Web Enlightenment Archives

Live in the Present, Permission to Trash Work: Website Strategy Plan

Posted by Ross Lasley on Fri, Apr 11, 2014 @ 09:00 AM

As most of you know I am a Buddhist.

If you read Web Enlightenment a few weeks ago you also know I spent the bulk of my youth being a pissed off athiest but that is a tale which has already been told. 

Today I want to talk with you about one of the most difficult challenges web site owners face - and how Buddha's wisdom can be quite useful - and also quite frustrating.

Ever notice how many useful things are also frustrating? Hmmm...

But I digress...So our wise friend Buddha says:

Internet Strategy Plan

"Do not dwell in the past, do not dream of the future, concentrate the mind on the present moment."

Well that sounds quite lovely - doesn't it?

Live in the now, concentrate your mind - and all will be well. My lovely daughter Emma does this often and it reminds me about trying to really be present in the moment- being less than 2 years old has some serious advantages.

But lets get back to the practical realities of website design and work efficency. We come back to the grind of things never being done and the reality that at some point we must declare our work finished - website design might never be done but business owners know all projects must come to an end sometime.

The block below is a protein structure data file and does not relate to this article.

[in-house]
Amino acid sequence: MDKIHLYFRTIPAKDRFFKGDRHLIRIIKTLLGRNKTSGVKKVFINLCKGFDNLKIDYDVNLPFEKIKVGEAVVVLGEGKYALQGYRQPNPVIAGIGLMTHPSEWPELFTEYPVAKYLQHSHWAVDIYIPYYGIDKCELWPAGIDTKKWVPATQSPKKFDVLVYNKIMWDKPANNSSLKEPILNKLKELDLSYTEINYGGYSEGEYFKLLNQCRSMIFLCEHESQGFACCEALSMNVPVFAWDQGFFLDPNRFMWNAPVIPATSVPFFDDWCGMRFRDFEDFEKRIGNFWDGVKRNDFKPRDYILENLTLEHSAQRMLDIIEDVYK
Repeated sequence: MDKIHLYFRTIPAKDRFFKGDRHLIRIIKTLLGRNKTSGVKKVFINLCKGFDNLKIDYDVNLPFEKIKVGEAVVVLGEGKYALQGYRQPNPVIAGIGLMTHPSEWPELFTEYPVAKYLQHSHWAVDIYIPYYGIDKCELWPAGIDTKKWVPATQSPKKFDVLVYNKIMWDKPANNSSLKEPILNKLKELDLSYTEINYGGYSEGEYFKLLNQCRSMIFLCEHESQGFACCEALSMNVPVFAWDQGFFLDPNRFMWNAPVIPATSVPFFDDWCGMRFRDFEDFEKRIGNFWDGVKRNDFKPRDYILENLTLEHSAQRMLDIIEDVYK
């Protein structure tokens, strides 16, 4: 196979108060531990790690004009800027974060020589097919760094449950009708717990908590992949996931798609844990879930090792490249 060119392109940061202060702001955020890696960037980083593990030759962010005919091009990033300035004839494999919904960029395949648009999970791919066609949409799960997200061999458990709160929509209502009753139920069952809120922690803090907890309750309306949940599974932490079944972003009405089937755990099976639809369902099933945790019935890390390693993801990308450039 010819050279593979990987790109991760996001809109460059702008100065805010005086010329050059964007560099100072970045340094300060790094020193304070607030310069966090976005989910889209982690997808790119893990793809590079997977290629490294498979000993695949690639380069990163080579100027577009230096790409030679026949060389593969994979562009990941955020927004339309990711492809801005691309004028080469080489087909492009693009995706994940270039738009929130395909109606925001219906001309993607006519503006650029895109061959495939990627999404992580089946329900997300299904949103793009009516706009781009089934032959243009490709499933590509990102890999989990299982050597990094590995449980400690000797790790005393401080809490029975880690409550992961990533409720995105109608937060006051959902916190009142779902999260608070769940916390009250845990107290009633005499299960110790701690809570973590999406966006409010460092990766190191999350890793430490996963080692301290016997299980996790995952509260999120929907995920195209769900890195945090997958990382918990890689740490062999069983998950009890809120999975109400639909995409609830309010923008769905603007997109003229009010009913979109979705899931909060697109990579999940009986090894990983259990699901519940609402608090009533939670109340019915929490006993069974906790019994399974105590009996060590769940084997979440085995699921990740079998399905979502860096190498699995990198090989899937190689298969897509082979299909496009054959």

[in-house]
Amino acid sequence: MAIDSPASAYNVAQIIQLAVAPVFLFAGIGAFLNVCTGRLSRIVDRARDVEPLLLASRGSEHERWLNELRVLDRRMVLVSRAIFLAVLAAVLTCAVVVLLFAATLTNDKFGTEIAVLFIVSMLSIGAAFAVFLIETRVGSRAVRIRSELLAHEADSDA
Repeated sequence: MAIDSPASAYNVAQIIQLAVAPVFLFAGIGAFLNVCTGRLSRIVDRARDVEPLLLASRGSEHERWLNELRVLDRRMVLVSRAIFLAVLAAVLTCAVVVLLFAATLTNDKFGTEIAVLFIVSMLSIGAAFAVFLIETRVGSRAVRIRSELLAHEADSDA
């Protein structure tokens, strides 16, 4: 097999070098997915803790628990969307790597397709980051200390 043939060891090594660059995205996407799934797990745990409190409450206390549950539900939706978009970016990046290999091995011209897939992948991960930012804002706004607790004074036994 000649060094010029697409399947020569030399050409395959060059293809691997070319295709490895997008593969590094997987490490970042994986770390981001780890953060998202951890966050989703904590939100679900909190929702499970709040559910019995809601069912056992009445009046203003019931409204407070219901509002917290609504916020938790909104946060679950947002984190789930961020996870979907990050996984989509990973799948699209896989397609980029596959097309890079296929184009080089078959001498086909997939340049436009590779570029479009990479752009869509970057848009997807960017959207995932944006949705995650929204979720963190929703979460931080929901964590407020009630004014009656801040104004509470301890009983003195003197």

When you sit down and consider how all of this might impact your overall web strategy plan - well, frankly - there are parts of it that just suck.

And so I'd like to tell you a tale of my own web efforts and how I am presently getting a bit uncomfortable with how much stuff is going in the trash can - which is also a good thing.

So let's start at the start - I love helping people. So much. 

If I can really help someone understand the web and see the little light bulb that goes on over their head? Well that makes for a wonderful day in my book.

I also have medical bills to pay, people to feed, a mortgage, and a daughter that may be entering college in about 2030. And no, that's not a typo - that's roughly 16 years from now. Holy crap.

So I am working to develop a "widget" - a thing people can buy that is not a whole project, something that will help people who may not be ready for a whole project but would still like some guidance. And as I have shared with many of you the thing I have selected as my widget is a website analysis. Now of course my version of a website analysis is a little different than most, and while I have been doing these sorts of live assessments for years I kind of suck at describing it. Calling it a movie I produce with your website on the screen while I talk just doesn't help people really get what I am talking about. 

So - situational analysis time.

I need to develop a product. Check.
I have a good idea and it serves a need. Check.
It makes me more accessible while also potentially providing a steady stream of revenue. Check.
And the most important thing - it helps people. Check.

So with the smell of dry erase markers thick in the air I sat down to get all of this figured and processed. 

And a plan was born.

And like all website strategy plans - a website was needed.

And so - can't quite believe I am gonna let you people click on this - RossLasley.com was created.

I thought about page structure.
I picked a platform.
I added a theme.